Book Review: Bowery Girl by Kim Taylor Blakemore

Bowery Girl CoverTitle: Bowery Girl
Author: Kim Taylor Blakemore
Genre: Women’s Historical Fiction
Rating: 4 stars
Purchase: Amazon
Review copy provided by Enchanted Book Promotions in exchange for an honest review.

From WILLA Award winning author Kim Taylor Blakemore…

“…inspiring and poignant historical fiction novel that will engage readers that are looking for an insightful, yet entertaining read. ” 5/5 stars, Luxury Reader

“lends credence to the millions of historical and contemporary girls who dare to dream in the face of extraordinary challenges.” – Starred Review, Kirkus

“Gang violence, raucous carousing, sex, accidental pregnancy, and crime–not what most will expect from Victorian-era historical fiction. But that’s exactly what they’ll find in this tightly plotted novel…” – Booklist 

NEW YORK, 1883: Gamblers and thieves, immigrants and street urchins, Do-Gooders and charity houses, impossible goals and impossible odds. The Bowery is a place where you own nothing but your dreams. And dreams are the only things that come cheap for pickpocket Mollie Flynn and prostitute Annabelle Lee.

Pleasure is fleeting – and often stolen. Nights at Lefty Malone’s saloon, sneaking into the Thalia Theatre. Then it’s back to their airless, windowless tenement room and the ongoing struggle to keep a roof over their heads and bread in their stomachs.

The Brooklyn Bridge is nearing completion, and things are changing in New York City. The two women fantasize of starting a new life across the East River. Nothing but a flight of fancy, perhaps, until wealthy Do-Gooder Emmeline DuPre, who has opened the Cherry Street Settlement House, steps into their lives with her books, typewriters, and promises of a way to earn a respectable living. Despite Mollie and Annabelle’s fascination with the woman and what she offers, is Emmeline helping or meddling?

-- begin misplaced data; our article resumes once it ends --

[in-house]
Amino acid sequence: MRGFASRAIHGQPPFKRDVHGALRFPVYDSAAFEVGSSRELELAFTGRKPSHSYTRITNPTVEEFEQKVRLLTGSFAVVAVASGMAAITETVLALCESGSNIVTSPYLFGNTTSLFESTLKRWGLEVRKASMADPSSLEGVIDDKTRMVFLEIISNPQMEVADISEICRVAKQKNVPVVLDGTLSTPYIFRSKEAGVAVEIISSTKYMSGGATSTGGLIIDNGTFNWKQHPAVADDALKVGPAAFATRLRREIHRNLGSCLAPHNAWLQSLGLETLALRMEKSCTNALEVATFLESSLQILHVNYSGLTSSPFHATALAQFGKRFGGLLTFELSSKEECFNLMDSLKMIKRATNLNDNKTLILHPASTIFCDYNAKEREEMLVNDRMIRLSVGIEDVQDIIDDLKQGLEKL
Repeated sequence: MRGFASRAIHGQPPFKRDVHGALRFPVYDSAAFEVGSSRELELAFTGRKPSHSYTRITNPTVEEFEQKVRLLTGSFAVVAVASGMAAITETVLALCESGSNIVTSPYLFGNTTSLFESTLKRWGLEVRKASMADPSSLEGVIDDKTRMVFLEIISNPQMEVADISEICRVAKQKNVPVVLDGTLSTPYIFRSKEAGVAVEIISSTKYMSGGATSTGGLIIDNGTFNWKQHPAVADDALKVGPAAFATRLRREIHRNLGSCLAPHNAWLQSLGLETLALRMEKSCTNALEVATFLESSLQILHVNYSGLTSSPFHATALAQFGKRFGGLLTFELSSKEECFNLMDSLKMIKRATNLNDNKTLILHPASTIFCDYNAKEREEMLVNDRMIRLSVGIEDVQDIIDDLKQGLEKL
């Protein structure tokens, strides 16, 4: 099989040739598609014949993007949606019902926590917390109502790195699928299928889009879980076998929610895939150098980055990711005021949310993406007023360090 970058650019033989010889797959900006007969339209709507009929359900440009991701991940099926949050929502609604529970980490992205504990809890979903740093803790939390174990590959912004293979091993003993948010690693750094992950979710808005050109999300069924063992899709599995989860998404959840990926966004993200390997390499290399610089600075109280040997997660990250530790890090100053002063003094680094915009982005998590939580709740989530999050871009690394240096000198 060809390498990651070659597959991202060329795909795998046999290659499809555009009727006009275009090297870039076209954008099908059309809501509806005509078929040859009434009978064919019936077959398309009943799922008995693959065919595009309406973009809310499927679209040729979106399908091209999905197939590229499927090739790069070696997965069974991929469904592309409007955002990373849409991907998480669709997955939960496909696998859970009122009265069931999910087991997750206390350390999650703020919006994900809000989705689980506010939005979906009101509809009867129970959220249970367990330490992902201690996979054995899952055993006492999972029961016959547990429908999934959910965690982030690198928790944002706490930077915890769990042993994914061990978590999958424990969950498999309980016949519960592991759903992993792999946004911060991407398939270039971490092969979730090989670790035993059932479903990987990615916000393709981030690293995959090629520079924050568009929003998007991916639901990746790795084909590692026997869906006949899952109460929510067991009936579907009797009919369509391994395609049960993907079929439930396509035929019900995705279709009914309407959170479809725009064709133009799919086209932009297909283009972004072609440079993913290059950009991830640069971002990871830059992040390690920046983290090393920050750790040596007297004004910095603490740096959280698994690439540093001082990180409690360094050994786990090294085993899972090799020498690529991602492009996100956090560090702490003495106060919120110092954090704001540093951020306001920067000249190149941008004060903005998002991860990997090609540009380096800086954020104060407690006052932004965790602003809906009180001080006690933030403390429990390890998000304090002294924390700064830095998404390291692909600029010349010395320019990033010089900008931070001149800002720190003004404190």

Is it really possible to be anything other than a Bowery Girl? Mollie and Annabelle will have to decide exactly who they are, and what sort of women they want to be.

In Bowery Girl, Mollie and Annabelle struggle with day-to-day life in the streets of New York at the end of the nineteenth century. The girls live in poverty, and the circumstances they live in are far from ideal. Mollie is the rational, practical type while Annabelle is the dreamer of the two of them, although they do share the fantasy of starting a new life across the river. Both of them have an unique personality, and together, their dynamics are intriguing. I found Annabelle the most interesting of the two of them. Being pregnant, she wanted to turn her life around, and she was brave and a good friend, and wanted to do what was right for her unborn child, all admirable traits.

My favorite part of the book was no doubt the setting and the author’s attention to historical detail. Reading this book made me feel like I left in New York in 1883s. The characters are portrayed well, and with historical accuracy too (as in, they don’t act totally out of character for how women would behave in that age). Too often I see contemporary characters thrown in a historical setting and half-expect them to dig out their cellphones halfway through the book, but not here.

The writing is pretty decent, and overall, it’s an enjoyable story about daring to dream even when your dream doesn’t seem that likely of coming true.

Speak Your Mind